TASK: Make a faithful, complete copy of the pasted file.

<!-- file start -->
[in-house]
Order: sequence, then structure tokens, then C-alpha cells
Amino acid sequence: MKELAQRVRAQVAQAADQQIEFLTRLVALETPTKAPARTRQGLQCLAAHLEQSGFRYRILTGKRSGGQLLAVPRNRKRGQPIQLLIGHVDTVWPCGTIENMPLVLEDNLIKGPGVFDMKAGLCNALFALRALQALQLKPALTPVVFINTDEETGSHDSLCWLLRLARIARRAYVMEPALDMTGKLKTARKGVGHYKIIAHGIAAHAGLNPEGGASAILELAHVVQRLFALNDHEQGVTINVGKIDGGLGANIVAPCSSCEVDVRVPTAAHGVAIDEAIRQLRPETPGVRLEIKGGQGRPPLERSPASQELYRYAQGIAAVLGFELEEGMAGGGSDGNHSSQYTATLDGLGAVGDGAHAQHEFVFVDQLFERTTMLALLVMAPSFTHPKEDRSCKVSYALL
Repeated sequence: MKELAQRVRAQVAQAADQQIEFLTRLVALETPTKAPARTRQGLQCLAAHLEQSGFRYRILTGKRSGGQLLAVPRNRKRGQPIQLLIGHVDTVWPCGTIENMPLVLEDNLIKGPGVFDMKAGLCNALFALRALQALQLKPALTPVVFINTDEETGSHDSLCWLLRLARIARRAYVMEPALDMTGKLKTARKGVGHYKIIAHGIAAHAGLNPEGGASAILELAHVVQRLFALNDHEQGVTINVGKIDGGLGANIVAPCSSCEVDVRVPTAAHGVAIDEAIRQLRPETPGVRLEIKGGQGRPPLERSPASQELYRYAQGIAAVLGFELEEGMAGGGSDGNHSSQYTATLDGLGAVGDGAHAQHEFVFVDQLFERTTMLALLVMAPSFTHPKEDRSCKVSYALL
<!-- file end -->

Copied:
[in-house]
Order: sequence, then structure tokens, then C-alpha cells
Amino acid sequence: MKELAQRVRAQVAQAADQQIEFLTRLVALETPTKAPARTRQGLQCLAAHLEQSGFRYRILTGKRSGGQLLAVPRNRKRGQPIQLLIGHVDTVWPCGTIENMPLVLEDNLIKGPGVFDMKAGLCNALFALRALQALQLKPALTPVVFINTDEETGSHDSLCWLLRLARIARRAYVMEPALDMTGKLKTARKGVGHYKIIAHGIAAHAGLNPEGGASAILELAHVVQRLFALNDHEQGVTINVGKIDGGLGANIVAPCSSCEVDVRVPTAAHGVAIDEAIRQLRPETPGVRLEIKGGQGRPPLERSPASQELYRYAQGIAAVLGFELEEGMAGGGSDGNHSSQYTATLDGLGAVGDGAHAQHEFVFVDQLFERTTMLALLVMAPSFTHPKEDRSCKVSYALL
Repeated sequence: MKELAQRVRAQVAQAADQQIEFLTRLVALETPTKAPARTRQGLQCLAAHLEQSGFRYRILTGKRSGGQLLAVPRNRKRGQPIQLLIGHVDTVWPCGTIENMPLVLEDNLIKGPGVFDMKAGLCNALFALRALQALQLKPALTPVVFINTDEETGSHDSLCWLLRLARIARRAYVMEPALDMTGKLKTARKGVGHYKIIAHGIAAHAGLNPEGGASAILELAHVVQRLFALNDHEQGVTINVGKIDGGLGANIVAPCSSCEVDVRVPTAAHGVAIDEAIRQLRPETPGVRLEIKGGQGRPPLERSPASQELYRYAQGIAAVLGFELEEGMAGGGSDGNHSSQYTATLDGLGAVGDGAHAQHEFVFVDQLFERTTMLALLVMAPSFTHPKEDRSCKVSYALL